U.S. leads worldwide R&D with $320B, China is emerging as an R&D giant

U.S. leads worldwide R&D efforts with $320 billion investments last year, compared with $236 billion invested by the EU and $125 billion by Japan. The U.S. is responsible for 32.4% of global R&D this year, compared to 13.4% for China, according to the latest Battelle Memorial Institute and R&D Magazine study

In 2007, the U.S. will be responsible for 31.9% of global R&D and China 14.8%, according to the report. Asia's share of global R&D grew from 34.9% in 2005 to 35.6% this year and should continue to grow to a projected 36.5% in 2007.

China's R&D spending now makes up about 1.6% of its GDP, up from about 1% five years ago.  By comparison US investments in R&D account for 2.6% of GDP and 3.2% of GDP for Japan.

R&D spending in China has been growing at an annual rate of about 17%, and is far higher than the 4% to 5% annual growth rates reported for the U.S., Japan and the European Union over the past dozen years. In 2002, China's industrial-research work force was 42% the size of the equivalent U.S. work force, up from 16% in 1991.

China is by far the primary choice for offshore R&D outsourcing. India is a prime source for computer and software R&D outsourcing. Gartner reports that both India and China will generate $27 billion in software outsourcing in 2006. Chinese government incentives, infrastructure, academic relationships, and scientific capital investments continue to draw interest from the international R&D community. 

Global R&D Spending

 

GDP PPP 2005 billions, $

R&D % GDP 2005 percent

R&D PPP 2005 billions, $

R&D PPP 2006 billions, $

R&D PPP 2007 billions, $

Americas

15,874

2.3

369.07

379.69

387.64

U.S.

12,192

2.6

319.60

328.90

335.50

Asia

19,086

1.8

341.30

361.85

384.01

China (Mainland)

8,859

1.4

124.03

136.30

149.80

Japan

3,890

3.2

124.48

127.84

131.29

India

3,611

1.0

36.11

38.85

41.81

Europe

12,764

1.8

236.09

240.16

244.42

Germany

2,388

2.5

59.68

60.21

60.75

France

1,879

2.2

41.36

42.10

42.86

UK

1,933

1.9

36.72

37.39

38.06

Other

2,276

1.4

31.88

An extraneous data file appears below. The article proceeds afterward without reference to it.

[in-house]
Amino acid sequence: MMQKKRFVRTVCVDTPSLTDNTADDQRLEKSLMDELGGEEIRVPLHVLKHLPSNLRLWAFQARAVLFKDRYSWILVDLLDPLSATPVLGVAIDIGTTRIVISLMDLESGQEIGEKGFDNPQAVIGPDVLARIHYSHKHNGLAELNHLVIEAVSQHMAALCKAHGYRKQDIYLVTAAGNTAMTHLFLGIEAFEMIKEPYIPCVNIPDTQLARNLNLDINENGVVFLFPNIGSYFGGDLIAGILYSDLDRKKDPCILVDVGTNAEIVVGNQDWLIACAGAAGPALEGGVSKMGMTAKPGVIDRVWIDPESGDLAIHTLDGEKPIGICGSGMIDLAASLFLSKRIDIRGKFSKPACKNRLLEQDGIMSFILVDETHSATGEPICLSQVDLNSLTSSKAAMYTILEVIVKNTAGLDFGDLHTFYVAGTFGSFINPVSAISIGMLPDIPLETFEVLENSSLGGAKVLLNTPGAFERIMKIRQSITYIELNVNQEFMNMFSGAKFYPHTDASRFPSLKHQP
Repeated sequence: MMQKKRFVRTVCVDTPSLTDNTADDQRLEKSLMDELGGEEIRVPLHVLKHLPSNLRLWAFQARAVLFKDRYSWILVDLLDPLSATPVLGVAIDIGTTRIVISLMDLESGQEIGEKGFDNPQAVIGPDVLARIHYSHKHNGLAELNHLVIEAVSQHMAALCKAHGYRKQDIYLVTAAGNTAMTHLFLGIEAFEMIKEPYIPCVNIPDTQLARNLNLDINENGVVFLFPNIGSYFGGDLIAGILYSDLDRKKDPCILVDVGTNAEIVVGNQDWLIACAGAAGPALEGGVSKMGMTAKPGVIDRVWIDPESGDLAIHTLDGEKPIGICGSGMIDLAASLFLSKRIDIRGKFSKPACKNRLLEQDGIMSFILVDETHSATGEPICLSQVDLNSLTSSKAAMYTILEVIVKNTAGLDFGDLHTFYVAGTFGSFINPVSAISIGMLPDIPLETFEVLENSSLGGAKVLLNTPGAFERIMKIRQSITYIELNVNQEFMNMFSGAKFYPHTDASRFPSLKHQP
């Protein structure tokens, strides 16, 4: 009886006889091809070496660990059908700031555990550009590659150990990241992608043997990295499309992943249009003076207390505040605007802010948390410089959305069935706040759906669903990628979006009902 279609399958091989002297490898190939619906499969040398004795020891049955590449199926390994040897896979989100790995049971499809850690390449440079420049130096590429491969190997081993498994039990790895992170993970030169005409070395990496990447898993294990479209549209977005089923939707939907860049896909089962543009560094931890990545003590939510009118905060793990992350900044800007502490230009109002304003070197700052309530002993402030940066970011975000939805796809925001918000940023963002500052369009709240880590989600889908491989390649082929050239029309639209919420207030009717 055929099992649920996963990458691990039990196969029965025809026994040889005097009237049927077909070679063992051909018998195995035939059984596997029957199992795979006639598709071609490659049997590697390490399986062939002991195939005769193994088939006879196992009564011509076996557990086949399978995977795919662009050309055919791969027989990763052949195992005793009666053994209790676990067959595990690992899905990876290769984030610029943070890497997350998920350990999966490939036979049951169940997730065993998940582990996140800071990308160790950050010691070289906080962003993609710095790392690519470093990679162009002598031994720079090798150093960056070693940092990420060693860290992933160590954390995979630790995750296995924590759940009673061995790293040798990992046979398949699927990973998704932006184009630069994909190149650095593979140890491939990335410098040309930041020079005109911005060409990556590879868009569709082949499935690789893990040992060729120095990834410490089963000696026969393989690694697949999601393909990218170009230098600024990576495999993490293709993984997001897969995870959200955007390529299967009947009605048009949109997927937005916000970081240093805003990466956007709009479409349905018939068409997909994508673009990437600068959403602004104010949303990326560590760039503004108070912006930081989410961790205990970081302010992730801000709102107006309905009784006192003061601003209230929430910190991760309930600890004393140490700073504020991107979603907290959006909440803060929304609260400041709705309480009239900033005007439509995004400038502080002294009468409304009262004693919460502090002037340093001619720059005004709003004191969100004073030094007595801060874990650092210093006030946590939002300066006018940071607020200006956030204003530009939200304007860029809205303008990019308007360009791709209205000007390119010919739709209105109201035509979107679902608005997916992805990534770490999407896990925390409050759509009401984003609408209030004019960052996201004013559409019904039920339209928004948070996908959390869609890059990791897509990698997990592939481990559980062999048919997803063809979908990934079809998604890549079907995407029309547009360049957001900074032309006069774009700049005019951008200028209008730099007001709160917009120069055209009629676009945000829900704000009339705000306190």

33.76

35.68

World

50,002

2.0

978.34

1,015.46

1,051.75

Source: R&D Magazine, Battelle, OECD, World Bank

Roughly 60% of America's research and development investments come from the private sector. Among the top five R&D-spending companies, four are American, including Pfizer, Ford Motor, Microsoft, and General Motors. The other is Toyota Motor of Japan. (China's Spending For Research Outpaces the U.S. - WSJ)

Top 10 R&D Spending Global Companies

 

Company

Location

Sales 2005 billions, $

R&D 2005 billions, $

R&D 2006 billions, $

R&D 2007 billions, $

1

Pfi zer, Inc.

U.S.

51.4

9.09

9.82

10.61

2

Toyota Motor Corp

Japan

185.8

8.36

8.94

9.40

3

Ford Motor Co.

U.S.

177.2

8.00

7.80

7.60

4

Microsoft Corp.

U.S.

39.8

7.01

7.50

8.03

5

General Motors Corp.

U.S.

192.6

6.70

7.02

7.34

6

DaimlerChrysler AG

Germany

186.1

6.67

7.06

7.17

7

Johnson & Johnson

U.S.

50.5

6.67

7.34

8.00

8

Siemens AG

Germany

100.1

6.35

6.52

6.70

9

Sony Corp.

Japan

66.0

5.77

6.24

6.71

10

GlaxoSmithKline PLC

UK

39.4

5.39

5.84

6.13

Source: Schonfeld & Associates, Inc., R&D Magazine, Battelle

The U.S. remains the overwhelming leader in R&D investments by biotechnology-active firms, with more than 10 times the investment (more than $16 billion 2004) of the second largest country (Gemany with about $1.4 billion), according to the Organization for Economic Cooperation and Development (OECD). The U.S. also has the largest number of R&D employees working in biotech (73,500), with nearly 50% more researchers than all other global countries combined. The U.S. again accounts for the bulk of the sales generated by biotech firms with more than $60 billion in 2004 (a 25% increase from 2003). Most global organizations involved in biotech are active in health areas (51%), followed by agro-food (19%), and industry-environmental (15%)—the remaining 16% are active in the “other” categories.

Nanotechnology is the hottest topic in research and development labs around the world right now. The U.S. Government Nanotechnology R&D Act of 2004, for example, provides for about $1 billion/yr through 2008. Corporate R&D funding is estimated to be about twice that this year with overall global funding at several times that as well. If you include electronics, life science, and coatings applications research, the overall R&D spending on nanotechnology in the U.S. is about $26 billion. More than 4,000 companies around the world are working on nanotechnology. The National Science Foundation has stated that the overall market for nanotechnology applications will exceed $1 trillion in less than 10 years, by 2015.

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